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Taiwan's typhoon desperation

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Taiwan's typhoon desperation

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Public anger over rescue operations in Taiwan’s typhoon disaster is mixed with desperation for victims’ relatives. While the sky cleared over the worst-struck south of the country, the emergency airlift has been slow to reach survivors in remote mountain villages.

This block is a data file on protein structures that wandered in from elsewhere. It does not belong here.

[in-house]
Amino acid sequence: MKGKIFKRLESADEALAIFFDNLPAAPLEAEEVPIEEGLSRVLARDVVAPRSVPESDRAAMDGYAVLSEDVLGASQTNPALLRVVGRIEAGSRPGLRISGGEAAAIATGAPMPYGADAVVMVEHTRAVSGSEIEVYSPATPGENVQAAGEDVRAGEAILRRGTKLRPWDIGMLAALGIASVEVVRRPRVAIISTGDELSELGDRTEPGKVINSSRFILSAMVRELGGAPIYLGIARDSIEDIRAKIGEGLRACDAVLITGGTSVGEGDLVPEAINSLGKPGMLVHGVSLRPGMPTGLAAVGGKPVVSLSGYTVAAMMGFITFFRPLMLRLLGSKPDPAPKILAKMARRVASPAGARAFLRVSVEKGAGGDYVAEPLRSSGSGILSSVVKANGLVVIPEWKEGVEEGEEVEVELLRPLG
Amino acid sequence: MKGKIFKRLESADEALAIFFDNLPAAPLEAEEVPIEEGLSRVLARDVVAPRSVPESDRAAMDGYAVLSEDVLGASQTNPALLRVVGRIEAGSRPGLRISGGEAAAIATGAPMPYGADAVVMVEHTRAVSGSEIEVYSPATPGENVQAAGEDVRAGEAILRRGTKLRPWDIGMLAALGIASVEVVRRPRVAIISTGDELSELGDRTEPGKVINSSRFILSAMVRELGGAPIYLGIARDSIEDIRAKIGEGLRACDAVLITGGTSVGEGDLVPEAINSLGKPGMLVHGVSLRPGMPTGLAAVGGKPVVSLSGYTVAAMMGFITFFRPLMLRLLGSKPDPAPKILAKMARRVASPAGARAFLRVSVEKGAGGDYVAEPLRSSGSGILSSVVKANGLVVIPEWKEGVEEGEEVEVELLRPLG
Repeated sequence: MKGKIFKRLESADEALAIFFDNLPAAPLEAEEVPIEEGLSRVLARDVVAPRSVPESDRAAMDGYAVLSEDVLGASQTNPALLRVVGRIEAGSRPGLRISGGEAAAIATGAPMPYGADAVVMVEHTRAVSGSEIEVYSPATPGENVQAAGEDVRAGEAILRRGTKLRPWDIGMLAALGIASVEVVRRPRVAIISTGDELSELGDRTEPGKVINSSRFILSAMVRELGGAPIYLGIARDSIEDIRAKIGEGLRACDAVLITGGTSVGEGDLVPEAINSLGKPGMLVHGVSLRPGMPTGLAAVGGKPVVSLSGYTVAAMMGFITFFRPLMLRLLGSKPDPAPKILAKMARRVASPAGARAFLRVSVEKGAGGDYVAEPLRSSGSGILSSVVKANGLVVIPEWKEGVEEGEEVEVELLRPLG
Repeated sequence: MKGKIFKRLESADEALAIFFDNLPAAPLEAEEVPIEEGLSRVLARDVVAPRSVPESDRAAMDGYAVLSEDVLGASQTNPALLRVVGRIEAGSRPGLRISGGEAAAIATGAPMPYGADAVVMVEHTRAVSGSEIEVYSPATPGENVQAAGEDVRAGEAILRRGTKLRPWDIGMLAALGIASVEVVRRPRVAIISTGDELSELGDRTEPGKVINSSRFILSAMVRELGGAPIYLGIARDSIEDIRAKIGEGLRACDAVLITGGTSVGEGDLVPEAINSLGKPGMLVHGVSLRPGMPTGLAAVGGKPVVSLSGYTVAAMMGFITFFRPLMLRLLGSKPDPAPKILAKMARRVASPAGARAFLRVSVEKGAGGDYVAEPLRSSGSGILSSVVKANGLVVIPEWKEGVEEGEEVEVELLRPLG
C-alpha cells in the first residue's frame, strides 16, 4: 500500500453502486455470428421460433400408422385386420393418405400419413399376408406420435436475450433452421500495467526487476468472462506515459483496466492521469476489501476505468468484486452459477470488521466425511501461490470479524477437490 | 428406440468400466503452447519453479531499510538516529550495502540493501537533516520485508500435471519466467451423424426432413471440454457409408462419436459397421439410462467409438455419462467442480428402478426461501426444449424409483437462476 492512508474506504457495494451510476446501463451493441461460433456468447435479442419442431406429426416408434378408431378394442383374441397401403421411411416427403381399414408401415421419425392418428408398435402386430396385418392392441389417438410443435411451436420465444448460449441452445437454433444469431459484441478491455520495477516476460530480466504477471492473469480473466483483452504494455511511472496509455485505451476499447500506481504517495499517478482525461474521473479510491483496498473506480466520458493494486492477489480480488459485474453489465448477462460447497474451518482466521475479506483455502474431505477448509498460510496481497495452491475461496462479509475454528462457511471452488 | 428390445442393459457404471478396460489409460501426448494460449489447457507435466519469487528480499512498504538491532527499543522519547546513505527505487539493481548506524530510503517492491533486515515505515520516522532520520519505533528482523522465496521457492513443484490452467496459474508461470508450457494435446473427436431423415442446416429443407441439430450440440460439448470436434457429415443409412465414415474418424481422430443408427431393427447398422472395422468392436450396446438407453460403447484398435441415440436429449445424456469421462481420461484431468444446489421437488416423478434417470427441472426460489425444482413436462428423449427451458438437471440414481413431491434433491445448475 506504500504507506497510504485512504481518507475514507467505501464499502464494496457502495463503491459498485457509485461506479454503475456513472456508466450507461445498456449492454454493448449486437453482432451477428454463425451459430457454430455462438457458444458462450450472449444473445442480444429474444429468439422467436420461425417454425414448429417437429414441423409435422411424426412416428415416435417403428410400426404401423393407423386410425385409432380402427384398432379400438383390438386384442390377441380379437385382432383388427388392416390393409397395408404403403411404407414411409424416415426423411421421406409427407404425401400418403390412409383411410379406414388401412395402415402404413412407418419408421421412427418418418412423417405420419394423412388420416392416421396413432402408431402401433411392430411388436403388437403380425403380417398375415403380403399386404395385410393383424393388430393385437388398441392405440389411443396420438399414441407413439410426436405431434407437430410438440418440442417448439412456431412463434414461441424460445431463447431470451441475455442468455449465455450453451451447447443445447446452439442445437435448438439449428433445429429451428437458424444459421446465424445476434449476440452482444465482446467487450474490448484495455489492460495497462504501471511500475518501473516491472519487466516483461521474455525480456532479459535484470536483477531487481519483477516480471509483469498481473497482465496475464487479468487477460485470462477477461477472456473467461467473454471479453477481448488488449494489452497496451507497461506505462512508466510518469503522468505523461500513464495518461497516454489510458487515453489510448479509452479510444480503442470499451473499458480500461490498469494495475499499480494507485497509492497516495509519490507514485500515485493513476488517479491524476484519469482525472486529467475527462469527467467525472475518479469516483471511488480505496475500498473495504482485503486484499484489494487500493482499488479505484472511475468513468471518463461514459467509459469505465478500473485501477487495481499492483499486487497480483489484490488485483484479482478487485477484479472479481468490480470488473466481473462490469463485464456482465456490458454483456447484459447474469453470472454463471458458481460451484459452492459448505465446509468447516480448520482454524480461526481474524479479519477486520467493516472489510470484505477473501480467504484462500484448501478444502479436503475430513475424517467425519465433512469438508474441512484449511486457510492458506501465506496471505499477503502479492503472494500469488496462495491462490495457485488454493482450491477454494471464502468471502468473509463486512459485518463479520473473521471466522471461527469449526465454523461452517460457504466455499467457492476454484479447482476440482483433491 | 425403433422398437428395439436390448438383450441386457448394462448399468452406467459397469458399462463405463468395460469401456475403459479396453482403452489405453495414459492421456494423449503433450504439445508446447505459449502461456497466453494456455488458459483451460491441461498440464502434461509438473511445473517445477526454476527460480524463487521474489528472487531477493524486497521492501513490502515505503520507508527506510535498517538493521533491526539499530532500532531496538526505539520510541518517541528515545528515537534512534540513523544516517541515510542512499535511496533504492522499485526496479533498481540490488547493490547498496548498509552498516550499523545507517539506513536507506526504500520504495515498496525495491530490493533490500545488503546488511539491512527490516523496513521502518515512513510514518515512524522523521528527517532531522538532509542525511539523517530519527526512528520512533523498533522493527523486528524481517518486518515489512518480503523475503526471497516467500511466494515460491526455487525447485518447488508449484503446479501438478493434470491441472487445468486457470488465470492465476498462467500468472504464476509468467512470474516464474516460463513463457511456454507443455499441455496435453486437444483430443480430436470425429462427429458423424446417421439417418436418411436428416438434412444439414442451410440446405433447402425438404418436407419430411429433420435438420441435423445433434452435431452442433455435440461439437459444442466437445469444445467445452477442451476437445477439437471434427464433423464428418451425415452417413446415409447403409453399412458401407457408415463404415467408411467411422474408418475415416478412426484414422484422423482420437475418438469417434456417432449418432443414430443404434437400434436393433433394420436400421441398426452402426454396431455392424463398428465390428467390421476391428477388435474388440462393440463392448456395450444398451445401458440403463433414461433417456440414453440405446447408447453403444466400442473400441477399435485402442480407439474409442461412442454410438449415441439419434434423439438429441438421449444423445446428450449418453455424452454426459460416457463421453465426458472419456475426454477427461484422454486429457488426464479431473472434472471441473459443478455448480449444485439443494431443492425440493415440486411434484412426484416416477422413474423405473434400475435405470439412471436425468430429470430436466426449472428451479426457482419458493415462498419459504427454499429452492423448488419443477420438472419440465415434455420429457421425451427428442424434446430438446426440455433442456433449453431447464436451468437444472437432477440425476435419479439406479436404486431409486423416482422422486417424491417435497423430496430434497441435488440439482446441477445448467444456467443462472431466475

The official death toll is past the hundred mark after terrible rain scoured Taiwan at the weekend, bringing floods and mudslides. Cut off from her family, one woman pleaded: “They need to be rescued as soon as possible. They cannot wait. If it rains again, the mountain will probably collapse.” Although thousands of the stranded have been saved, the fate of many others is not yet known. The storm shattered communication links, roads and bridges and swept homes into rivers. The military said it has more than 34,000 personnel and 382 helicopters in the field. Family members scour lists for names, the relatives of three rescue workers killed were among the grieving. When their helicopter crashed, the mother of one of them said witnesses at the wreckage heard screams for help but had no one to report it to, and no one to call for help. Typhoon Morakot has also claimed lives in the Philippines and China.